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Nominee Director Included Nominee Shareholder Included
Incorporation time: 2 days
Shelf companies: Yes
Nominee Shareholder: Yes
Nominee director: Yes
Delaware is one of the 50 states of the United States, located in the northeast of the country, neighbouring New Jersey and facing the Atlantic Ocean. It was the first state to sign the Constitution of the United States in 1787 (hence its motto “It’s good being first”). It is now considered one of the most attractive and advantageous offshore destinations in the world.
As a standard tax destination, Delaware allows no billing in Europe (risk of re-characterization) but may be a good way to get a permanent resident visa for the United States. Frequently used for the registration of boats, cars and real estate purchases, companies moving to Delaware are regulated by Common Law and the Delaware Corporation Law 1994 – 5.
Similar to a classic offshore company (IBC), the Limited Liability Company (LLC) is a company structure that has existed since 1991. An LLC has the same benefits as a traditional IBC and may be created by non-residents. This type of company has no shareholders and cannot engage in commercial activity in the United States or hire American workers. Profits made outside the borders of the country are not taxed.
Setting up an offshore company in Delaware is a good way to get a coveted green card, allowing you to live permanently and work in the United States. To become an American citizen, you must have had a green card for at least 5 years and make a naturalization application.
Once the required documents have been assembled and the fees paid, the company can be created in just two days. The various types of companies in Delaware are the same as throughout the country :
The state of Delaware has a sizable agricultural sector, especially livestock, and is one of the largest producers of poultry in the USA. Potatoes, fruit and fishing are also important sectors.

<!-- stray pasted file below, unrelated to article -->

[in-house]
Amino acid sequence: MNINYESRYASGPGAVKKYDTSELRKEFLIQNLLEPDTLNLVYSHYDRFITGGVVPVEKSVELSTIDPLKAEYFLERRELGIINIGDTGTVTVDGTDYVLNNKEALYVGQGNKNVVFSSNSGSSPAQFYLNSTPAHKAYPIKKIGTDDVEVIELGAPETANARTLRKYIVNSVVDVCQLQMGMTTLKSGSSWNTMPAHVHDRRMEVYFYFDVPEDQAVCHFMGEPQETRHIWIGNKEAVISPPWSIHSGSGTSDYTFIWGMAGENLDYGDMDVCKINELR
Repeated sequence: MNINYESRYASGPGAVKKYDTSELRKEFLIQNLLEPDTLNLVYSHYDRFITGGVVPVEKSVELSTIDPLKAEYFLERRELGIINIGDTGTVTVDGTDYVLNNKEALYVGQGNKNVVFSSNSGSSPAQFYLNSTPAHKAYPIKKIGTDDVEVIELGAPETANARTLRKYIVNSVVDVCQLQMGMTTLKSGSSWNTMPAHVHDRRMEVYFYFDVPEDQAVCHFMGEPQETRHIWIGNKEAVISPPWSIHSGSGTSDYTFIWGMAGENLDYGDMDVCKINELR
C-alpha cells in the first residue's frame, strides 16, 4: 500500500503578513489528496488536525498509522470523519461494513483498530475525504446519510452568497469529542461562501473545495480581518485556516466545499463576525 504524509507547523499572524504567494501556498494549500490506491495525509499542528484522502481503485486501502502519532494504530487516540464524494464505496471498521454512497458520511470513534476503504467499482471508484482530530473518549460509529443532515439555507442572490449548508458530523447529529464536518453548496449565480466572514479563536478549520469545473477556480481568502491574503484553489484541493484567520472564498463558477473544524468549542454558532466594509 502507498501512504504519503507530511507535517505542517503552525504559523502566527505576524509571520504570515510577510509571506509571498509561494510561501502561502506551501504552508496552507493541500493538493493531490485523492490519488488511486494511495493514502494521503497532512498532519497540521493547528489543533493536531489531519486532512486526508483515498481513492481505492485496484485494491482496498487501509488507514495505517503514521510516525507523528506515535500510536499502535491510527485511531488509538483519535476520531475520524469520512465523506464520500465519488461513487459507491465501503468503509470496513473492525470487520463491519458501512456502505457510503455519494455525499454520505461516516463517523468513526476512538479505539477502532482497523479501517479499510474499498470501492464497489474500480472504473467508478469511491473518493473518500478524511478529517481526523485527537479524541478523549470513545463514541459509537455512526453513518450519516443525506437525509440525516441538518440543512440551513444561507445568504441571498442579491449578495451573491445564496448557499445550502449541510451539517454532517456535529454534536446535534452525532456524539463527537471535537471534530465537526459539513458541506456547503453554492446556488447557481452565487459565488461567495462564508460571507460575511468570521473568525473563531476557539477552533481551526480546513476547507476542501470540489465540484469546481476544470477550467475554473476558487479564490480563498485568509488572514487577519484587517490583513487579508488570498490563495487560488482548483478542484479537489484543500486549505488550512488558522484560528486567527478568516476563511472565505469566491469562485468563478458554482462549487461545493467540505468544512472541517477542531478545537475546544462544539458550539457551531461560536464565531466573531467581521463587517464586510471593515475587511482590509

Delaware’s industrial activity is mainly located in Delaware Bay and covers the following sectors: chemicals, textiles, automotive, agri-food and plastics.
Delaware is especially well-known as a leading tax destination, due to a very advantageous tax system for both companies and individuals. Because of this 500 of the wealthiest people in the US and 43% of companies listed on the New York Stock Exchange are domiciled in the state.
Delaware’s Economic Strengths
Delaware’s Economic Weaknesses
The import of goods to Delaware must comply with the standards established by the United States, members of the WTO, the OECD, signatories to the Washington Convention, the Basel Convention, the Montreal Protocol and the International Coffee Agreement of 2001.
The import of goods to the United States is strictly monitored, as with passenger transport, and many products have specific requirements to meet. Dairy products are limited by quotas and require special licences, as do fruits and vegetables, while meat can only be imported into ports equipped with approved sanitary equipment. Manufactured products must in turn meet U.S. standards and electrical equipment must receive a security certificate from one of 2,700 municipal authorities.
Several embargoes have also been implemented by the country prohibiting the import of several products. American customs duties are some of the lowest in the world (average 3%).
The United States are the leaders in mass distribution and retail. The turnover of this sector exceeded USD 4,000 billion in 2009. American consumers lap up novelty and the American market can therefore be a good test for an innovative product. The distribution sector has a multitude of very different market leaders (supermarkets, specialised shops, etc.). The three major groups are Wal Mart, The Kroger Co, and Sears Roebuck & Co.
As with the country as a whole, the transport of goods in Delaware is highly developed, with automated and sophisticated ports, a dense road network and numerous rail tracks.
The statutory weekly working time in Delaware is 40 hours, with a minimum wage of 7.75 USD per hour and the retirement age is 60. Social insurance contributions are paid by the employer and the employee at a rate of 7.65%. Most of the unions in the United States are part of the American Federation of Labor and Congress of Industrial Organizations or Change to Win. These days fewer employees are becoming trade union members.